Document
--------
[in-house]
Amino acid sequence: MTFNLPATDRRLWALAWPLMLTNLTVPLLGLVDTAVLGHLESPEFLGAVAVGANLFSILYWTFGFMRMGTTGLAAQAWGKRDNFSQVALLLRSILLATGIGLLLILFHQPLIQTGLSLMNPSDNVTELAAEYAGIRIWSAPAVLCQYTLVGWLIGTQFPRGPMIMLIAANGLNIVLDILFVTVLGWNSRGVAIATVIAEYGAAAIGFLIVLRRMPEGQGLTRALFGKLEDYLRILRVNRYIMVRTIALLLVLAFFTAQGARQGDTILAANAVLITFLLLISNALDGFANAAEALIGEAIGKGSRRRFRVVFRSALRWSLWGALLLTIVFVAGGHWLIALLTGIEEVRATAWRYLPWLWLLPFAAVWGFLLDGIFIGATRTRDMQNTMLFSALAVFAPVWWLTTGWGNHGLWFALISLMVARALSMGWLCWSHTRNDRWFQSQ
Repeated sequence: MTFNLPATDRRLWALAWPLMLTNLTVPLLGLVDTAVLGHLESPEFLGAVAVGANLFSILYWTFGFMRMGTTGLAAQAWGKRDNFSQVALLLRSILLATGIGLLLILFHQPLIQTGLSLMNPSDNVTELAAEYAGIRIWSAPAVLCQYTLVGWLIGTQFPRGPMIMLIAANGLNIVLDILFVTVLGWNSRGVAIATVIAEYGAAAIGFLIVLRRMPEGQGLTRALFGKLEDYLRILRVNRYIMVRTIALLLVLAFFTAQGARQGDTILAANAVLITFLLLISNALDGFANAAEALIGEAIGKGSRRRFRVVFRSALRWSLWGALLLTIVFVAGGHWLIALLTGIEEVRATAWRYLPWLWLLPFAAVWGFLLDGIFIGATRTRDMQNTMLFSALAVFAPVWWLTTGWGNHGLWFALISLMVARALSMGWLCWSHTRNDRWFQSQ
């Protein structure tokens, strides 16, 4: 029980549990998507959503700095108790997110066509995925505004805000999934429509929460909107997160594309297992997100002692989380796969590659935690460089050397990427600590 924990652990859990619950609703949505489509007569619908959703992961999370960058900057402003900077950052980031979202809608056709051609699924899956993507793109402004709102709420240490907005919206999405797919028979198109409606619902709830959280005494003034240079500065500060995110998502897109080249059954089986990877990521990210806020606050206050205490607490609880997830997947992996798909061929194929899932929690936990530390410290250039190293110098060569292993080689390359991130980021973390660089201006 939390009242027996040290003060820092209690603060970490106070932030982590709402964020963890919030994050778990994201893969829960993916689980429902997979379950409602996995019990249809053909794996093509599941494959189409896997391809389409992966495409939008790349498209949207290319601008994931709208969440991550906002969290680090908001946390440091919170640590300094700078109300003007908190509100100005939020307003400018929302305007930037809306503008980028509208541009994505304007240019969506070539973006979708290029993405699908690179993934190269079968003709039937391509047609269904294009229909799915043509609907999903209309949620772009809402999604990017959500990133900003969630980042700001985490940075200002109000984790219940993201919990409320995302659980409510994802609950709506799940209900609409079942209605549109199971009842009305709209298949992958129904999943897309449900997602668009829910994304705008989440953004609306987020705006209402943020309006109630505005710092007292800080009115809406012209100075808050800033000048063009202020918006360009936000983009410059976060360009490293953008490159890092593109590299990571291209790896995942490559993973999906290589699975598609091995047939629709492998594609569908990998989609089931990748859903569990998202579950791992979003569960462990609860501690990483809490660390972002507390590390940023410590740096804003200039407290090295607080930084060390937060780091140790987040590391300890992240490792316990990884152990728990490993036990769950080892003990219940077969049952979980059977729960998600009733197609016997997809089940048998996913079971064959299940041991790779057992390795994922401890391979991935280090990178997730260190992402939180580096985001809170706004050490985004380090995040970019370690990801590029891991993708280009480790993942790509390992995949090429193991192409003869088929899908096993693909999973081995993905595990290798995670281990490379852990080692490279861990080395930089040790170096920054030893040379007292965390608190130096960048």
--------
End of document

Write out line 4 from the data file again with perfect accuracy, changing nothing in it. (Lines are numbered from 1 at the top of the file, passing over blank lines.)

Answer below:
């Protein structure tokens, strides 16, 4: 029980549990998507959503700095108790997110066509995925505004805000999934429509929460909107997160594309297992997100002692989380796969590659935690460089050397990427600590 924990652990859990619950609703949505489509007569619908959703992961999370960058900057402003900077950052980031979202809608056709051609699924899956993507793109402004709102709420240490907005919206999405797919028979198109409606619902709830959280005494003034240079500065500060995110998502897109080249059954089986990877990521990210806020606050206050205490607490609880997830997947992996798909061929194929899932929690936990530390410290250039190293110098060569292993080689390359991130980021973390660089201006 939390009242027996040290003060820092209690603060970490106070932030982590709402964020963890919030994050778990994201893969829960993916689980429902997979379950409602996995019990249809053909794996093509599941494959189409896997391809389409992966495409939008790349498209949207290319601008994931709208969440991550906002969290680090908001946390440091919170640590300094700078109300003007908190509100100005939020307003400018929302305007930037809306503008980028509208541009994505304007240019969506070539973006979708290029993405699908690179993934190269079968003709039937391509047609269904294009229909799915043509609907999903209309949620772009809402999604990017959500990133900003969630980042700001985490940075200002109000984790219940993201919990409320995302659980409510994802609950709506799940209900609409079942209605549109199971009842009305709209298949992958129904999943897309449900997602668009829910994304705008989440953004609306987020705006209402943020309006109630505005710092007292800080009115809406012209100075808050800033000048063009202020918006360009936000983009410059976060360009490293953008490159890092593109590299990571291209790896995942490559993973999906290589699975598609091995047939629709492998594609569908990998989609089931990748859903569990998202579950791992979003569960462990609860501690990483809490660390972002507390590390940023410590740096804003200039407290090295607080930084060390937060780091140790987040590391300890992240490792316990990884152990728990490993036990769950080892003990219940077969049952979980059977729960998600009733197609016997997809089940048998996913079971064959299940041991790779057992390795994922401890391979991935280090990178997730260190992402939180580096985001809170706004050490985004380090995040970019370690990801590029891991993708280009480790993942790509390992995949090429193991192409003869088929899908096993693909999973081995993905595990290798995670281990490379852990080692490279861990080395930089040790170096920054030893040379007292965390608190130096960048």